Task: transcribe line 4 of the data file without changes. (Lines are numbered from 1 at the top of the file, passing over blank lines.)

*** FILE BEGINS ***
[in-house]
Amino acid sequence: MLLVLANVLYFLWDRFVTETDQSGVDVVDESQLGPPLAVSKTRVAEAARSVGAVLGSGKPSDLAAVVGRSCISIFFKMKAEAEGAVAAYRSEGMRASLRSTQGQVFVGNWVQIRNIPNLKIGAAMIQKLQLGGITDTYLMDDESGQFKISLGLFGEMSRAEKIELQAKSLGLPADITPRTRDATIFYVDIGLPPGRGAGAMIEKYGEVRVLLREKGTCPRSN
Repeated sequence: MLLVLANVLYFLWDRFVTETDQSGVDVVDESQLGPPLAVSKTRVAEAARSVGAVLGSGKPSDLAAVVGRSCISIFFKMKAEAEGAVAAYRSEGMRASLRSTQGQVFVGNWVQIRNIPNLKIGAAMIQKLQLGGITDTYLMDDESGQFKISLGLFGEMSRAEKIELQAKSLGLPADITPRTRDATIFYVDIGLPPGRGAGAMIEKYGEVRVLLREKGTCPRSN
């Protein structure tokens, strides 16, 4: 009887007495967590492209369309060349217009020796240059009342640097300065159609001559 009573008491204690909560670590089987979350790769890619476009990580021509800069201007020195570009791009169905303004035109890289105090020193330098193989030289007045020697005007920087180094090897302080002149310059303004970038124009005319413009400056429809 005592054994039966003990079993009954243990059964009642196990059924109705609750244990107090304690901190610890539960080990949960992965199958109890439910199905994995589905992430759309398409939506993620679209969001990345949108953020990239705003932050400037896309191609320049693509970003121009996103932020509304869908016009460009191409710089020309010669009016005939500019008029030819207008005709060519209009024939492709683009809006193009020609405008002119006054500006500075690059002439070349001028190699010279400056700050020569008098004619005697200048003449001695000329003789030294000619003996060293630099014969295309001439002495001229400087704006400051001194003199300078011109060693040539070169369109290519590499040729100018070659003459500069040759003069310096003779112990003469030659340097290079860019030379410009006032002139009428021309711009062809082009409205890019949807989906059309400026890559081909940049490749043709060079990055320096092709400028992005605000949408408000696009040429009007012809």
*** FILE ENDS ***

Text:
């Protein structure tokens, strides 16, 4: 009887007495967590492209369309060349217009020796240059009342640097300065159609001559 009573008491204690909560670590089987979350790769890619476009990580021509800069201007020195570009791009169905303004035109890289105090020193330098193989030289007045020697005007920087180094090897302080002149310059303004970038124009005319413009400056429809 005592054994039966003990079993009954243990059964009642196990059924109705609750244990107090304690901190610890539960080990949960992965199958109890439910199905994995589905992430759309398409939506993620679209969001990345949108953020990239705003932050400037896309191609320049693509970003121009996103932020509304869908016009460009191409710089020309010669009016005939500019008029030819207008005709060519209009024939492709683009809006193009020609405008002119006054500006500075690059002439070349001028190699010279400056700050020569008098004619005697200048003449001695000329003789030294000619003996060293630099014969295309001439002495001229400087704006400051001194003199300078011109060693040539070169369109290519590499040729100018070659003459500069040759003069310096003779112990003469030659340097290079860019030379410009006032002139009428021309711009062809082009409205890019949807989906059309400026890559081909940049490749043709060079990055320096092709400028992005605000949408408000696009040429009007012809």